Moreover, this is an issue of whether a boat is a vehicle under the By-law. The 2006 Amendment’s definition of a “private garage” is clear that such structures are intended to keep noncommercial motor vehicles. However, the definition of a “vehicle” is ambiguous with respect to whether it includes boats. [Note 21] The definition section of the 2006 Amendment indicates that a vehicle be motorized, which may be a characteristic of a boat. However, the 2006 Amendment also includes boats as a “recreational vehicle,” or a “vehicular, portable unit designed for travel, camping or recreational use.” The 2006 Amendment does not compare a motor vehicle to a recreational vehicle. [Note 22]

As such, there is a question whether the Addition violates section 145-44(B)(3) of the 2006 Amendment, as the use of the Addition (as is the use of the Garage) is nonconforming (i.e. the number and type of vehicles parked) and the Addition is far in excess of the maximum of 25% increase in floor area allowed. If this is indeed the case, the Addition may require a variance, in addition to the special permit which is already required by the state statute. However, if the ZBA determines that the By-law allows the Addition, and that the Addition complies with such requirement, the ZBA may issue a special permit allowing the Addition upon a finding that it “shall not be substantially more detrimental than the existing nonconforming use to the neighborhood.”

Impact of the Agreement for Judgment on the Instant Matter.

Defendants argue that Plaintiff is barred from pursuing the construction of the Addition under the Building Permit because the Building Permit was a violation of the Agreement for Judgment. The Agreement for Judgment, however, only prohibited another application for a height variance, and this matter does not involve the application for a height variance, only a special permit. [Note 23]


As a result of the foregoing, I DENY both Baldwin’s Motion for Summary Judgment and Plaintiff’s Cross-Motion for Summary Judgment and remand the matter to the ZBA consistent with the above. This court shall retain jurisdiction of this matter pending the outcome of the remand hearing. The ZBA shall hold such a hearing and issue a decision within sixty (60) days of the date of this decision, and the parties shall attend a status conference on Tuesday, April 27, 2010, at 10:00 A.M.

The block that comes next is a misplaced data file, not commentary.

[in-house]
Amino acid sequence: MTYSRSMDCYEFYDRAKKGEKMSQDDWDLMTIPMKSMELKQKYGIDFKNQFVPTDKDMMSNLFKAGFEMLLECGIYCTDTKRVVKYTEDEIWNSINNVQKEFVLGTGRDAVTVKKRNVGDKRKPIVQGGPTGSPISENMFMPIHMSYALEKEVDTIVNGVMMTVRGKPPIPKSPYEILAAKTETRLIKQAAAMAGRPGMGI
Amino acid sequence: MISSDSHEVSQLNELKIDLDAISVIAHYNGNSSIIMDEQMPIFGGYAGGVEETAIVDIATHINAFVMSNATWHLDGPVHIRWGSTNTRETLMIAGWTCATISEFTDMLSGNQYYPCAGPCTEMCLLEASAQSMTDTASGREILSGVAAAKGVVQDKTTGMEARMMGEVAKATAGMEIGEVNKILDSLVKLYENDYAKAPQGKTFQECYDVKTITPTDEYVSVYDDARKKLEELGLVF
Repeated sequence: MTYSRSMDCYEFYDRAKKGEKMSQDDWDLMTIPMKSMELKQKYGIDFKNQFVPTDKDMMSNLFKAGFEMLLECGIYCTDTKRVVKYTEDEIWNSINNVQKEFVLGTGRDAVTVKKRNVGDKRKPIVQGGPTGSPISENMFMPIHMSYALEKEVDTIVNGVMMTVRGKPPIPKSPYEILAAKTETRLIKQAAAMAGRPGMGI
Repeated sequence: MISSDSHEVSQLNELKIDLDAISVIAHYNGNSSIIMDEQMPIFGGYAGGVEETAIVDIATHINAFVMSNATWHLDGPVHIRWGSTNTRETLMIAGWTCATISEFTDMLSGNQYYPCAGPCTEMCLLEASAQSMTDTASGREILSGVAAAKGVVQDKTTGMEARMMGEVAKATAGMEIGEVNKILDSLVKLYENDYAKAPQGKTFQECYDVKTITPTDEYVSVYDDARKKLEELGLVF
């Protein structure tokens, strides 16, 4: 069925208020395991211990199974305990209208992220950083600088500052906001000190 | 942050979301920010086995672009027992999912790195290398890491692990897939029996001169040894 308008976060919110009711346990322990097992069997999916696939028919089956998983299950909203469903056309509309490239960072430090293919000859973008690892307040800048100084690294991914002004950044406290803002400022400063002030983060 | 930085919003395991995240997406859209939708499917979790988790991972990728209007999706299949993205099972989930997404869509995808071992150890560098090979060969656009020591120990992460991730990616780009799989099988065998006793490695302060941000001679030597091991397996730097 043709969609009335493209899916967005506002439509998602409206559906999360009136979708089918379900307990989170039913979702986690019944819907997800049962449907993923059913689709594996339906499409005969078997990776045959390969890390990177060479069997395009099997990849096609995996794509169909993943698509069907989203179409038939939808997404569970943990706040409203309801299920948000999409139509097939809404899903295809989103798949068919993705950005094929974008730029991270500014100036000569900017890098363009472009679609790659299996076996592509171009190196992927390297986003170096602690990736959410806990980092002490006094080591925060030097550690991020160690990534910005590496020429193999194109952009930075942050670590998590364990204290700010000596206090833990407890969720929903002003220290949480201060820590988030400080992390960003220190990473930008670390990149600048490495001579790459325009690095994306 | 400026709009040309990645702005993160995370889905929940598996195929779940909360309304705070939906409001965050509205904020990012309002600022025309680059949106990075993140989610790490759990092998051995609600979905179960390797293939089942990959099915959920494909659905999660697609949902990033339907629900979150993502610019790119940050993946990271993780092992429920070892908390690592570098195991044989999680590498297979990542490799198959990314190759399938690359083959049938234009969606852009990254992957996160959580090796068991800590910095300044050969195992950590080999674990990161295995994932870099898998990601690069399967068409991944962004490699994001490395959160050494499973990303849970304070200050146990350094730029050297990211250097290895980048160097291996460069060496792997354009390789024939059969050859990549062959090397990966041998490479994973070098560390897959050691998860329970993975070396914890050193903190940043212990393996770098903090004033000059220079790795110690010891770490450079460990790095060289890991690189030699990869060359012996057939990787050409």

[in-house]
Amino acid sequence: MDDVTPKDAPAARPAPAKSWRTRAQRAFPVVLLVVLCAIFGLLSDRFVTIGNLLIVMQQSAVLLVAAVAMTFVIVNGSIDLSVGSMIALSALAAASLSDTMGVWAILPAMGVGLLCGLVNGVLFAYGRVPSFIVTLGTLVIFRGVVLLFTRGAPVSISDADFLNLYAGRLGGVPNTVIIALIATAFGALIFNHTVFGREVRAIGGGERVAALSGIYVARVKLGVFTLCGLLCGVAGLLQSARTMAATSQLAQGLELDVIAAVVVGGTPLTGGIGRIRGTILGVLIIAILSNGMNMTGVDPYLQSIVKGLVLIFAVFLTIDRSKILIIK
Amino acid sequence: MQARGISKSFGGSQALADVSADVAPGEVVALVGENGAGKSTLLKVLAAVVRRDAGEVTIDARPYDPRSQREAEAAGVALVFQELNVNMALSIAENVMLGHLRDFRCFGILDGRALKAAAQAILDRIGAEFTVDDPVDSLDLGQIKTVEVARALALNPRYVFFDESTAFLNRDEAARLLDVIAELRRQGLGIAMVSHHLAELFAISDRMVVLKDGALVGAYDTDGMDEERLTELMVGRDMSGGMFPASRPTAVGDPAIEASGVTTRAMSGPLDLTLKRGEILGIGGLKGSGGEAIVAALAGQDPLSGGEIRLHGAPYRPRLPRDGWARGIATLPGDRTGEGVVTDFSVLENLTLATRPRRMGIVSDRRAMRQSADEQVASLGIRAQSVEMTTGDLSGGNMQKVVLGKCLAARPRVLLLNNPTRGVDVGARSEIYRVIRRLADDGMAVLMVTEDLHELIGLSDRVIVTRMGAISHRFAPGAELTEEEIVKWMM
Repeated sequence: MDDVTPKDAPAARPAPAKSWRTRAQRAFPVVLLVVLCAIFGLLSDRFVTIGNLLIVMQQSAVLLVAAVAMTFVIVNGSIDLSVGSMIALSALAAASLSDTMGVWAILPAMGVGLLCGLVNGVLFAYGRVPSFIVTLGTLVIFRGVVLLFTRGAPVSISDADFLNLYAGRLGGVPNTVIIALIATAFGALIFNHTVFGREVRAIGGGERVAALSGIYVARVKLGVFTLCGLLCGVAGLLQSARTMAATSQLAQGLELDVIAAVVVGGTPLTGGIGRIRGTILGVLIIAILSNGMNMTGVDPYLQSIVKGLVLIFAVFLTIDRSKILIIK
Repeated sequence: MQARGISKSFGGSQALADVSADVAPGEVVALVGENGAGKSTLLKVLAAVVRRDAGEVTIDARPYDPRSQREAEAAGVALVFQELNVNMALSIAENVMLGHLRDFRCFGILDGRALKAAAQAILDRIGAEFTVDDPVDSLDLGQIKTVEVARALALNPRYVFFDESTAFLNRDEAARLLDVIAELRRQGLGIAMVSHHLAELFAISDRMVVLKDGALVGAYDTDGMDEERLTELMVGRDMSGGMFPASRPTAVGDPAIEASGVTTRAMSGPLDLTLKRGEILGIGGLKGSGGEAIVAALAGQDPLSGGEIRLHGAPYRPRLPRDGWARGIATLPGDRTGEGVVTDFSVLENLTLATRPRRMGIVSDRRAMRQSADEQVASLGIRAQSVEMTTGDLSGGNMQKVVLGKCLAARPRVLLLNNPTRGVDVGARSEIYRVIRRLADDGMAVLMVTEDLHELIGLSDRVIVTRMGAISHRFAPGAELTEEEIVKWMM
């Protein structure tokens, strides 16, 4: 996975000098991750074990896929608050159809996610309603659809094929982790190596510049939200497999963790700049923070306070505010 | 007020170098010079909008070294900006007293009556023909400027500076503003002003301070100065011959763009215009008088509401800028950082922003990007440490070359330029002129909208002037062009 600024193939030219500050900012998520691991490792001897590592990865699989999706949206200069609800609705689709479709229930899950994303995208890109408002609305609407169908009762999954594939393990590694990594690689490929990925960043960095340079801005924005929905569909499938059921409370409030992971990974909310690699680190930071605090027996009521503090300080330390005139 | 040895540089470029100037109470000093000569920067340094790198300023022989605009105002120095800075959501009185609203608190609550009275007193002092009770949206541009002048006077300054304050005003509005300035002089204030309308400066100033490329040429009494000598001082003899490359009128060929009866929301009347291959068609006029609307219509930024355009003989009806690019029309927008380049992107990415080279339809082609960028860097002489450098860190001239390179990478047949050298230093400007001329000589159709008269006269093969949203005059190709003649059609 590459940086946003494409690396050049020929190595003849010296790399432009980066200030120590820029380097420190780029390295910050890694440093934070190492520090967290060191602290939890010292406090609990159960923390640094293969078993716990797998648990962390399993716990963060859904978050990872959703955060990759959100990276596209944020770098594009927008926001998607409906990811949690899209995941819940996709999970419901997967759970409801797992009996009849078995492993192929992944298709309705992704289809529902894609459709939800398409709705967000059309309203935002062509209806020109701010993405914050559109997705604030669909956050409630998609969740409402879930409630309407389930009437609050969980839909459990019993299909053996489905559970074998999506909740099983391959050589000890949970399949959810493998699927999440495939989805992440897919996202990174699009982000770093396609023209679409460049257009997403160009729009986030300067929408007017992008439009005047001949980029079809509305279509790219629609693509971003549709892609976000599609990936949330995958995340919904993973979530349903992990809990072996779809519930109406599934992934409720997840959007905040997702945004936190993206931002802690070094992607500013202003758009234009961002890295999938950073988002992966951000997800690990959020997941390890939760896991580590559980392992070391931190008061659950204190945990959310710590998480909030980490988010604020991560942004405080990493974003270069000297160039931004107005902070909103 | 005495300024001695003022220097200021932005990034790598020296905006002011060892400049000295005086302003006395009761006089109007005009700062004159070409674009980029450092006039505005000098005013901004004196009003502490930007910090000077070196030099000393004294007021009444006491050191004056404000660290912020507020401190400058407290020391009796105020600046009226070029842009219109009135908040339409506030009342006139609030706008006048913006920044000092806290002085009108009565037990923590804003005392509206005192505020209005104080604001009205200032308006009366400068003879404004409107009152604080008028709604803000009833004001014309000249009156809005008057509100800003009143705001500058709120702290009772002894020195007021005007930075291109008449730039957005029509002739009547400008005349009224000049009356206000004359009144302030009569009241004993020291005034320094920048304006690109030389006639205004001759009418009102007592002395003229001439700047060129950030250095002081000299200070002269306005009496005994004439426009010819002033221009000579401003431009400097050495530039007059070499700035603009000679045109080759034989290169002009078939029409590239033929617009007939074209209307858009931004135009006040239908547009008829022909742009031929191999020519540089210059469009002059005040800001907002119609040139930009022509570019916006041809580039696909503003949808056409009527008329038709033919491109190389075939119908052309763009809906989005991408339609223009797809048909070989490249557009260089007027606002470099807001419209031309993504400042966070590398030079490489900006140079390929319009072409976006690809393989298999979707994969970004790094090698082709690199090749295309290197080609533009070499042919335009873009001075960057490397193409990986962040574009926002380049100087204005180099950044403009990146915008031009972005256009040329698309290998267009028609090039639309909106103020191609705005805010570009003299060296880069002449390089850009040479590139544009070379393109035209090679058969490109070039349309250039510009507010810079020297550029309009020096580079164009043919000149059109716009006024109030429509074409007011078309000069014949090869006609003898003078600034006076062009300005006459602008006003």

Alexander H. Sands, III


Dated: February 18, 2010


[Note 1] Plaintiff filed his First Amended Complaint on May 28, 2008, appealing a remand decision of the ZBA which also overturned the decision of the Building Inspector.

[Note 2] Plaintiff does not live at Locus; he rents it out to others. The lessees have no right to use the Garage.

[Note 3] The 1874 plan is not part of the summary judgment record.

[Note 4] Prior to 2004, five of the six bays had been rented out.

[Note 5] See Baldwin v. Lynds, Land Court Misc. Case Nos. 312312 and 312374 (disposed of by Agreement for Judgment entered on July 20, 2006).

[Note 6] The summary judgment record does not contain a copy of such plans, but the record indicates that the Addition was approximately the same size and in the same location as the addition shown on the 2004 Plan, except that the Addition did not exceed the height requirement of the By-law.

[Note 7] On October 19, 2006, the Building Inspector verbally requested Plaintiff to stop work on the construction of the Addition. Plaintiff initially complied with the Building Inspector’s verbal request, but Plaintiff resumed the construction at some later date.

[Note 8] The Baldwin Letter raised issues of nonconforming use of the Garage in the number, types, and use of vehicles in the Garage/Addition.

[Note 9] It should be noted that Baldwin did not appeal the issuance of the Building Permit until a year after its issuance and after the Addition had been substantially completed.